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Shortage of labour damaging recovery, says Pallet-Track boss

GShortage of labour damaging recovery, says Pallet-Track boss

The availability of trucks and drivers is now a critical issue threatening to stifle road transport’s recovery and hurt the wider UK economy, the MD of Pallet-Track has warned.

Speaking to MT, pallet network boss Nigel Parkes described managing a return to growth within the industry and the networks themselves as a key challenge faced by all transport firms.
“What you have had are operators cutting their cloth to survive. Where do those drivers and vehicles come from?” asked Parkes.

“We have constant reports saying there’s a national driver shortage; you can’t just click your fingers and get drivers and trucks. You need to apply for additional resources on your O-licence so you now have to fund that on your application,” he said.

Pallet-Track will welcome on board its 75th shareholder-member, Maldon, Essex-based Keyes Transport, at the end of this month covering the CM postcode area. It was previously covered by Pallet-Track founder member Bartrum’s, which will continue to cover Norfolk (IP/NR postcodes). Keyes Transport is moving to Pallet-Track from UK Pallets.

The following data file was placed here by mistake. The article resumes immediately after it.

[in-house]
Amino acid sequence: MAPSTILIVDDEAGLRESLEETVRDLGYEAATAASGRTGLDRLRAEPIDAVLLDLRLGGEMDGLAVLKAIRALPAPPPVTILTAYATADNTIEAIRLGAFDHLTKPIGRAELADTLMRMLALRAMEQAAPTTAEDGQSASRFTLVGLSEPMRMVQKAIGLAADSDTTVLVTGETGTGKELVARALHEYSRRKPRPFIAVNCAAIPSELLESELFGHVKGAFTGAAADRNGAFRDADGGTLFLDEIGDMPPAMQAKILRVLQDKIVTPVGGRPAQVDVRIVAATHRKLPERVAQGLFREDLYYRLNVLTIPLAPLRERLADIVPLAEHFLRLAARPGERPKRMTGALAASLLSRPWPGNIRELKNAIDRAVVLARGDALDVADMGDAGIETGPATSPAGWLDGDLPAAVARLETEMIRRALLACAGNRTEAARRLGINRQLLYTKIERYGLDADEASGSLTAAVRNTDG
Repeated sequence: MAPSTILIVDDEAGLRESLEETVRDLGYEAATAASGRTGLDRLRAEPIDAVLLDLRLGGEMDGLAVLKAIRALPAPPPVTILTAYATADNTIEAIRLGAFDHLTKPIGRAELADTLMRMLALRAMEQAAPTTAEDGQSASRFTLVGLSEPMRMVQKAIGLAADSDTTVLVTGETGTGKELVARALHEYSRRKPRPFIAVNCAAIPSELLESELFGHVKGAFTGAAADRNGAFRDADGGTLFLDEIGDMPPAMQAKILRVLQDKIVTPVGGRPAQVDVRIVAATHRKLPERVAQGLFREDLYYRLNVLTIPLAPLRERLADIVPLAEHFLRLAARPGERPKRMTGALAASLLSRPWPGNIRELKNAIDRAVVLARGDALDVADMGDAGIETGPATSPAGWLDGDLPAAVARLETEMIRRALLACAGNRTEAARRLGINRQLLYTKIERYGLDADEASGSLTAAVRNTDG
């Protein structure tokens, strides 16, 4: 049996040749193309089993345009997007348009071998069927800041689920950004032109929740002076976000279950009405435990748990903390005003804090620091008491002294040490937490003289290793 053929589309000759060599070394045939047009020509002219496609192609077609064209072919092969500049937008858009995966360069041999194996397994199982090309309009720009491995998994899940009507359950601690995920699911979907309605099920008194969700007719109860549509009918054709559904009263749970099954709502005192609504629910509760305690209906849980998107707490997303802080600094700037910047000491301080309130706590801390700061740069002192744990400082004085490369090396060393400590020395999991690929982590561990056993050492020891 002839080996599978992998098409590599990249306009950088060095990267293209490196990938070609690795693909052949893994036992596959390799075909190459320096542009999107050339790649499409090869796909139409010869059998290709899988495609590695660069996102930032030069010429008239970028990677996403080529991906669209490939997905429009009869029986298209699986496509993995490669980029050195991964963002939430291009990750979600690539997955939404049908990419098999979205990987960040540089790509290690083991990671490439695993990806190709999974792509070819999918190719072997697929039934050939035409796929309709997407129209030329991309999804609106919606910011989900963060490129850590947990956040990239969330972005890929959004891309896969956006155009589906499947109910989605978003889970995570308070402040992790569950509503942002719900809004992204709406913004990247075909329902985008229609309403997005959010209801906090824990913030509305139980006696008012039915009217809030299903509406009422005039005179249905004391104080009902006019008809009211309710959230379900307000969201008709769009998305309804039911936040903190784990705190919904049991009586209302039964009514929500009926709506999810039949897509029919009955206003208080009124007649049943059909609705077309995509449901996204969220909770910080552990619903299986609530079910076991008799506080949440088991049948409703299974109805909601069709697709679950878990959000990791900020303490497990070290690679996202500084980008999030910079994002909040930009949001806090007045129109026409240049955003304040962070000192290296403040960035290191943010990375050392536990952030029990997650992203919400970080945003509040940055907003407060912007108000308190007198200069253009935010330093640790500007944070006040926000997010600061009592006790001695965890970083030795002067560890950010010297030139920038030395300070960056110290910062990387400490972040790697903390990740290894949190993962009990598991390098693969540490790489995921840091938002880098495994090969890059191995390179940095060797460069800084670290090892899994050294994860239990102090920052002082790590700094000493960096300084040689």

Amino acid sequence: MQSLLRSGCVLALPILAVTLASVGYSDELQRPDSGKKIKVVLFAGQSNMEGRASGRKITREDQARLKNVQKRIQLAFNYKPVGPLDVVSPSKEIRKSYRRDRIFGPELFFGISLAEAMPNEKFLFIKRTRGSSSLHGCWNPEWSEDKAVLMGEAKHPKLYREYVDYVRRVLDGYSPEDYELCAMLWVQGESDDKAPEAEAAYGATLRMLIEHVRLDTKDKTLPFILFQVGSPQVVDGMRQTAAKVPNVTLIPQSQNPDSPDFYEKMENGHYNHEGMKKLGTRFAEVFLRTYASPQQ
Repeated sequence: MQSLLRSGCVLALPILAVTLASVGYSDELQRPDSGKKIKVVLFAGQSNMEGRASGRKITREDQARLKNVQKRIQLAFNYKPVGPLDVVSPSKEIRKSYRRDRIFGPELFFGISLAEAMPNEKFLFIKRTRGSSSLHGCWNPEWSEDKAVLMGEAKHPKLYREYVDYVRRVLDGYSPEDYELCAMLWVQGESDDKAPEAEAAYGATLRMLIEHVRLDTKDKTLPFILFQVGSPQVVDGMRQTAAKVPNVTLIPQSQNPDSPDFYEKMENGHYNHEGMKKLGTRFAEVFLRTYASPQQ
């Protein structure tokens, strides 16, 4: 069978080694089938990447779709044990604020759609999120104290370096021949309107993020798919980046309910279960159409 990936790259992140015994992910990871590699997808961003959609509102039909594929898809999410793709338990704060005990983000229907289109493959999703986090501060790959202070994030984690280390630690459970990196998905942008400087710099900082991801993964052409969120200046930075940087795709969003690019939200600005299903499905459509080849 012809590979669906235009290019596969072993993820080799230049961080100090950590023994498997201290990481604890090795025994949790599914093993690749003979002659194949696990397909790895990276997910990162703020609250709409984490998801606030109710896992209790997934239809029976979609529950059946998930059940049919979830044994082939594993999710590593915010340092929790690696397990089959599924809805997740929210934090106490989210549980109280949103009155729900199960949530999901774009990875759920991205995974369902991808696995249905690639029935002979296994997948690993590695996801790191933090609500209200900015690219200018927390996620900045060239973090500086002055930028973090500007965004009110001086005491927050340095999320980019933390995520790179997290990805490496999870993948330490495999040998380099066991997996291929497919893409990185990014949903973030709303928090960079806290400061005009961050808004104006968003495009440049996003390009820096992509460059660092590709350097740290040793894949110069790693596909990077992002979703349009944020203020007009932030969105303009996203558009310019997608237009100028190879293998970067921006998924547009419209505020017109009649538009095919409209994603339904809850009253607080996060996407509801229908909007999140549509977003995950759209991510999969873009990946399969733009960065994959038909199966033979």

Pallet-Track celebrated its 10th anniversary on 30 January, and has expanded from 45 members and a hub that processed 852 pallets on its first night to one that now sees 1.8 million pallets pass through each year off the back of measured, organic growth.

Parkes has always avoided running direct hub accounts that create additional hub volume, a policy he believes will serve the network well with the current labour shortages. “You can place members under as much pressure with [too much] volume as you can with the lack of it,” he said. “It’s a balancing act and it one as a chief executive of the business I take seriously.”

Parkes warning came after Macintyre Transport chairman Harvey Macintyre told MT that sub-contractors were “dying on the vine”, stating it had instead had to add vehicles to its own fleet to make up for a contractor shortfall.
By: Chris Druce


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